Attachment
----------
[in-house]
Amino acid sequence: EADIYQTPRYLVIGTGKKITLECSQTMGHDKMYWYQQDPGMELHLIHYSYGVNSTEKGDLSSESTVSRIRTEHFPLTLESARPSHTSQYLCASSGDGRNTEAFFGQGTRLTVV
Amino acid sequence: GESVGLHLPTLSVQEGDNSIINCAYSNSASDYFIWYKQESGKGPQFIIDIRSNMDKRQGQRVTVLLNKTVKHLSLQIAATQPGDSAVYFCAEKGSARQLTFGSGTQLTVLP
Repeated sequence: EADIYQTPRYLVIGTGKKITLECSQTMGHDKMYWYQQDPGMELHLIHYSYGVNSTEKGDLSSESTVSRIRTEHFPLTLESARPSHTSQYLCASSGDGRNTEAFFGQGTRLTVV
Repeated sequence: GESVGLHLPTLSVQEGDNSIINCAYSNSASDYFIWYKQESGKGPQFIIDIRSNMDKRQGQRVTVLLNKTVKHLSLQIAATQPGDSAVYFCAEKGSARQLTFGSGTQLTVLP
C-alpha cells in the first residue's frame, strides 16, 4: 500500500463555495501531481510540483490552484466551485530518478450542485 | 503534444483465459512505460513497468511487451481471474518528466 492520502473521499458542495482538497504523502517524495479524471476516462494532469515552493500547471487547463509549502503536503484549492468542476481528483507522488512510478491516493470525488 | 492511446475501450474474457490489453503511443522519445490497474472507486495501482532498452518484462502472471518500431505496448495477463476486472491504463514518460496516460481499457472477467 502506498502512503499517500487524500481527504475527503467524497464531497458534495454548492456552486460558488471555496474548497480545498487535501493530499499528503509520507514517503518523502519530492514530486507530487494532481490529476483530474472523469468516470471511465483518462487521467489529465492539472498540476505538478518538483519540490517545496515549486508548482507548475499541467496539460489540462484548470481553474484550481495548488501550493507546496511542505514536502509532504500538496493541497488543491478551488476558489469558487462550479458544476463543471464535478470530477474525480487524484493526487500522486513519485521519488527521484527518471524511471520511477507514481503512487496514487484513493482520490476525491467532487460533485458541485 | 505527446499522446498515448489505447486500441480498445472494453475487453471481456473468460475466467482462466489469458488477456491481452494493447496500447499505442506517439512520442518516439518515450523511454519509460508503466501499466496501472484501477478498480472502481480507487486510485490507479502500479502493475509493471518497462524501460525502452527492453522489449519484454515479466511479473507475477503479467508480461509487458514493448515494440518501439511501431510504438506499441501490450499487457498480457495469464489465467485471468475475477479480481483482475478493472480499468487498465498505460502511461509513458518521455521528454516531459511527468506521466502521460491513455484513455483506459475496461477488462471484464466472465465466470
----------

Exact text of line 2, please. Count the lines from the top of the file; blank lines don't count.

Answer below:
Amino acid sequence: EADIYQTPRYLVIGTGKKITLECSQTMGHDKMYWYQQDPGMELHLIHYSYGVNSTEKGDLSSESTVSRIRTEHFPLTLESARPSHTSQYLCASSGDGRNTEAFFGQGTRLTVV